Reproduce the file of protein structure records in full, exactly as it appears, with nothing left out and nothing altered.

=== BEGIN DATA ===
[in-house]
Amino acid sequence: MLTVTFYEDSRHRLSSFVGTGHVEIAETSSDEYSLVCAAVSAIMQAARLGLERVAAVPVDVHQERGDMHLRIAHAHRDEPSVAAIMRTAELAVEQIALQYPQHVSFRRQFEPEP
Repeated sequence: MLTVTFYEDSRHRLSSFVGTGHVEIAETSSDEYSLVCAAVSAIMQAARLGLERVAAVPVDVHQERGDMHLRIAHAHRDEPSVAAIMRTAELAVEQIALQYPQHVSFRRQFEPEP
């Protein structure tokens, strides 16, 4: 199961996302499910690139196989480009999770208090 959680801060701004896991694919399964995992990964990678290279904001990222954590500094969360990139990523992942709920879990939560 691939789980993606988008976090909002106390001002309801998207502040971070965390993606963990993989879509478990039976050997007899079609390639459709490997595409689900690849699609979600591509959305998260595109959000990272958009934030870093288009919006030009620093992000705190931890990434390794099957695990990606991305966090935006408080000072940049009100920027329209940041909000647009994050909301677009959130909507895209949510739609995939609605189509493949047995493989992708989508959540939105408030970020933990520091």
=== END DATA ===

[in-house]
Amino acid sequence: MLTVTFYEDSRHRLSSFVGTGHVEIAETSSDEYSLVCAAVSAIMQAARLGLERVAAVPVDVHQERGDMHLRIAHAHRDEPSVAAIMRTAELAVEQIALQYPQHVSFRRQFEPEP
Repeated sequence: MLTVTFYEDSRHRLSSFVGTGHVEIAETSSDEYSLVCAAVSAIMQAARLGLERVAAVPVDVHQERGDMHLRIAHAHRDEPSVAAIMRTAELAVEQIALQYPQHVSFRRQFEPEP
């Protein structure tokens, strides 16, 4: 199961996302499910690139196989480009999770208090 959680801060701004896991694919399964995992990964990678290279904001990222954590500094969360990139990523992942709920879990939560 691939789980993606988008976090909002106390001002309801998207502040971070965390993606963990993989879509478990039976050997007899079609390639459709490997595409689900690849699609979600591509959305998260595109959000990272958009934030870093288009919006030009620093992000705190931890990434390794099957695990990606991305966090935006408080000072940049009100920027329209940041909000647009994050909301677009959130909507895209949510739609995939609605189509493949047995493989992708989508959540939105408030970020933990520091």